Stamullen Priory - the new Monastery of Our Lady of the Cenacle
The monastic community of Our Lady of the Cenacle is on the move from Tulsa, Oklahoma, to County Meath, Ireland. Read about the move here. In fact, the move happened over the past 24 hours! Even the monastery dog is making the intercontinental journey (see: http://vultus.stblogs.org/2012/02/hilda-en-route-to-ireland.html)
As the Prior explains in his letter about the move, the Irish Church sent many missionary priests and religious to America [and to Australia too], and so it’s most appropriate “for some Americans to return love for love by leaving the United States to serve the Church in Ireland,” particularly at a time of severe testing for the Church in Ireland.
Please pay for the newly relocated Monastery of Our Lady of the Cenacle, and perhaps you might consider sending some of your Lenten almsgiving their way?
[UPDATE: Oops! typo in the last paragraph! Well, the community does need help paying for their move and their new home … but they’d also really appreciate it if you prayed for them too! Well spotted Canonical Codemonkey]!
Tu es sacerdos in aeternum.
Two friends of mine were ordained priests on Saturday. Fr Samuel Chua and Fr Joseph Chua (unrelated!) are Cistercian monks at Tarrawarra Abbey, Melbourne (Australia).
Tarrawarra Abbey is a community of Cistercian monks in the heart of the Yarra Valley, 60 kilometres north-east of the city of Melbourne, Victoria, Australia. Founded in 1954 by Mount St Joseph Abbey, Roscrea in Ireland, the monks of Tarrawarra belong to the worldwide Cistercian Order of the Strict Observance (OCSO), popularly known as the “Trappists”.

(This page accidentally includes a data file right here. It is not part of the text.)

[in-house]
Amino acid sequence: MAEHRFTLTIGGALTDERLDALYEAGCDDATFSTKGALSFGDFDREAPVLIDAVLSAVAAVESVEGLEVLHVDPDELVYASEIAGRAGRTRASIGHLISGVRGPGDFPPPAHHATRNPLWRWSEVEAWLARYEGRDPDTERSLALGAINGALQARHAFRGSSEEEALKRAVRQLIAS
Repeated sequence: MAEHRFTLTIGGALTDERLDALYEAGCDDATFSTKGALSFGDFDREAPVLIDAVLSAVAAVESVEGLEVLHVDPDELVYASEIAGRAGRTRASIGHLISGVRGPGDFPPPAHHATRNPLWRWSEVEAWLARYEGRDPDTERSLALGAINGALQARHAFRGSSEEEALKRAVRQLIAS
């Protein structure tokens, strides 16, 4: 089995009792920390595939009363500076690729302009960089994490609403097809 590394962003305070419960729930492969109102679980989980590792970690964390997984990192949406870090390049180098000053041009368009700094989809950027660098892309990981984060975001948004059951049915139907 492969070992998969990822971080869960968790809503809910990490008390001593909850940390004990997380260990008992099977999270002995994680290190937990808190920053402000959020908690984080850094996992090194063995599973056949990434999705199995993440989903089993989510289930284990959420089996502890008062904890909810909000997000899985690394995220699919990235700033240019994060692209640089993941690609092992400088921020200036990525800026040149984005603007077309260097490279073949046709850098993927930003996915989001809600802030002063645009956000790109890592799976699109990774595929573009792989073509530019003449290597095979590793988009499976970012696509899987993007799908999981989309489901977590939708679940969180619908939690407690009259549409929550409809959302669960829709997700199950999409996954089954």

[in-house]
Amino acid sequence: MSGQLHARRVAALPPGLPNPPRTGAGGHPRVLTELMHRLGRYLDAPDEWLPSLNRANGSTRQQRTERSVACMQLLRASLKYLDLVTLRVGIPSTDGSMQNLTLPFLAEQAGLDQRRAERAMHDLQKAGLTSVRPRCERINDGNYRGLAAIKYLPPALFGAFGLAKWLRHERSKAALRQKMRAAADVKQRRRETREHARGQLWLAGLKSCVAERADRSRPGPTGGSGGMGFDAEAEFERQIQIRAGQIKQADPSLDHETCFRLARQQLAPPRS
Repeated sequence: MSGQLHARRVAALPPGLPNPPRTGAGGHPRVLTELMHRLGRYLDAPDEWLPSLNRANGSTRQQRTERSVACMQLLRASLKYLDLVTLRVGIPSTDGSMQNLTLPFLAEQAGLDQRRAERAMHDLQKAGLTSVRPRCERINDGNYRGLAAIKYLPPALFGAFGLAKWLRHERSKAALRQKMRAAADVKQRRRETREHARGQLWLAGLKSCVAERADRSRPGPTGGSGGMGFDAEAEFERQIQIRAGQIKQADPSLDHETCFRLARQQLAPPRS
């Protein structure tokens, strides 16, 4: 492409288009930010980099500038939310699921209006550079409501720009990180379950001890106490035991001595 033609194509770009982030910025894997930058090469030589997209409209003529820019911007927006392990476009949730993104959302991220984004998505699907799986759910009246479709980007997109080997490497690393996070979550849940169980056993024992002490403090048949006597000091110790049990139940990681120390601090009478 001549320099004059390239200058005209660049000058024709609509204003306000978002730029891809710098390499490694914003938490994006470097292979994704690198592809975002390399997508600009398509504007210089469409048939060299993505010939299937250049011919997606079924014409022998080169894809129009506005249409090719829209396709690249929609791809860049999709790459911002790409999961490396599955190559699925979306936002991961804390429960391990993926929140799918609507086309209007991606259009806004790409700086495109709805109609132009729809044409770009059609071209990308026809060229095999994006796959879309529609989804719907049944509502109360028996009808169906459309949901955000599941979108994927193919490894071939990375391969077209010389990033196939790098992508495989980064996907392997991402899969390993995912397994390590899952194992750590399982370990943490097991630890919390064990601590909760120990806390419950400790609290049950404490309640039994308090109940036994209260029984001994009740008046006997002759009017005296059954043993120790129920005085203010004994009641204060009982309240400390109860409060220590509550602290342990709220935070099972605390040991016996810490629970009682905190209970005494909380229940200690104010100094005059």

Tarrawarra is the only Cistercian community in Australia. Samuel and Joseph entered Tarrawarra just a little before I did when I was discerning a monastic vocation.
See Tarrawarra’s Facebook page here
Congratulations Fr Samuel and Fr Joseph! Ad multos annos!
Australia Incognita alerts readers to a new film that will be released in December that shows the life of the Benedictine monks of Norcia, Italy. This is a new community that was founded in 1998.
Watch the trailer here.
The following is from the Vatican Information Service [my emphases]:
VATICAN CITY, 9 OCT 2011 (VIS) – At 5.15 p.m. today, the Holy Father arrived by helicopter at Serra San Bruno, then continued his journey by car to the Carthusian monastery of Sts. Stephen and Bruno. He was greeted on the square in front of the monastery by Bruno Rosi, mayor of Serra San Bruno, then addressed some words to the many faithful from the local area who had gathered there to see him.
The Pope recalled the visit made to Serra San Bruno by John Paul II in 1984, noting that it is “a great privilege” to have a “‘citadel’ of the spirit” such as the Carthusian monastery on one’s local territory. “Monasteries have an important, I would say indispensable, role”, he said. “Their purpose today is to ‘improve’ the environment, in the sense that sometimes the air we breathe in our societies is unhealthy, it is polluted by a non-Christian mentality, at times even a non-human mentality, because it is dominated by economic interests, concerned only with worldly things and lacking a spiritual dimension.
“In such a climate not only God but also our fellow man is pushed to the margins, and we do not commit ourselves to the common good. Monasteries, however, are models of societies which have God and fraternal relations at their core. We have great need of them in our time”.
Benedict XVI completed his remarks by exhorting the faithful of Serra San Bruno “to treasure the great spiritual tradition of this place, and seek to put it into practice in your daily lives”.
PV-ITALY/ VIS 20111010 (270)
The full text of the homily can be viewed at Whispers in the Loggia.